Some South African au pairs will be getting R50,000 each as part of a US class action settlement
- Nannies who worked in the United States between 2009 and 2018 have landed a nearly R100 million settlement from agencies they accused of helping to exploit them.
- The average individual payouts will come in at around R50,000 – including for one original South African claimant, and some of her colleagues.
- It's not clear how many South Africans will be receiving cheques, but all future US au pairs can expect better information on pay and working conditions.
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Some South African nannies who worked in the United States will be receiving cheques that should average around R50,000 each as part of a class action settlement in a case around pay and working conditions.
A US district court last week gave final approval to a settlement between au pairs and a group of agencies that facilitated their employment in America between 2009 and the end of 2018.
The settlement creates a fund of $65.5 million, not much short of R100 million, that will be shared between lawyers and around 10,000 au pairs who filed claims as part of the suit.
See also: Silicon Valley parents are so panicked about kids' screen time that they're having nannies sign 'no-phone contracts' and posting photos of rule-breakers online
The organisers of the claim told Business Insider South Africa that it was not clear how many South African nannies form part of the group, in part because some South Africans on the database of claimants have addresses in the United States or other countries, as they continue to work abroad.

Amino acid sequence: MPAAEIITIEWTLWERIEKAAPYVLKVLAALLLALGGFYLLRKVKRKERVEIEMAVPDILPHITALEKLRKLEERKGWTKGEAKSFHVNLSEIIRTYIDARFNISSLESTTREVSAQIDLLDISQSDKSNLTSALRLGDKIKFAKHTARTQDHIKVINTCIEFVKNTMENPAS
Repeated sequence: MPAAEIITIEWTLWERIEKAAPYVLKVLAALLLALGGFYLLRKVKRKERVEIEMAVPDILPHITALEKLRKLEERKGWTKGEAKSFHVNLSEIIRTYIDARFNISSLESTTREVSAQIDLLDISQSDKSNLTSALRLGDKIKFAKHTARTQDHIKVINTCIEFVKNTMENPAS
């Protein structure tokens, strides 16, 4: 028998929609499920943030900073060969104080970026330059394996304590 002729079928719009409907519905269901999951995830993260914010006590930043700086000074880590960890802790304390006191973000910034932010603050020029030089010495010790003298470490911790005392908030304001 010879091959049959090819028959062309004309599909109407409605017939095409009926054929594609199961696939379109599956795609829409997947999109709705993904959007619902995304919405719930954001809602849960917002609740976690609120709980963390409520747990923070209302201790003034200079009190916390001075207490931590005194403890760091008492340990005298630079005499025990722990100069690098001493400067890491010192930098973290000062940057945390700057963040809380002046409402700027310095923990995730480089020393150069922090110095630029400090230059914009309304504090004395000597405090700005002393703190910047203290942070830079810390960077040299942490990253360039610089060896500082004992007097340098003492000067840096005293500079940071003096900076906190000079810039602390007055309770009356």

But he is "confident lots of South African former au pairs will receive cheques," said David Seligman, executive director of the non-profit Towards Justice, which initiated the claim in 2014.
A South African woman was among an original group of 11 au pairs from around the world that initially took their agencies to court.
The group said the agencies had colluded to keep their salaries low through mechanisms that included making it seem as if a US federally mandated minimum wage was the maximum they could earn, and ignoring overtime worked.
At the heart of the lawsuit was the question of whether au pairs were employees, or more like family friends helping out around the house while experiencing life in another country.
In terms of the settlement the agencies have not admitted to wrongdoing, but have agreed to in future make sure au pairs know they can negotiate payment above the minimum wage of just under $200 a week (around R2,700), after a deduction for accommodation and food.
Some 160,000 au pairs were believed to have been eligible to join the suit, but only around 10,000 participated by formally registering their claims.
Details of the settlement, and how to get in touch with the claims administrator are available on the AuPairClassActions.com website.
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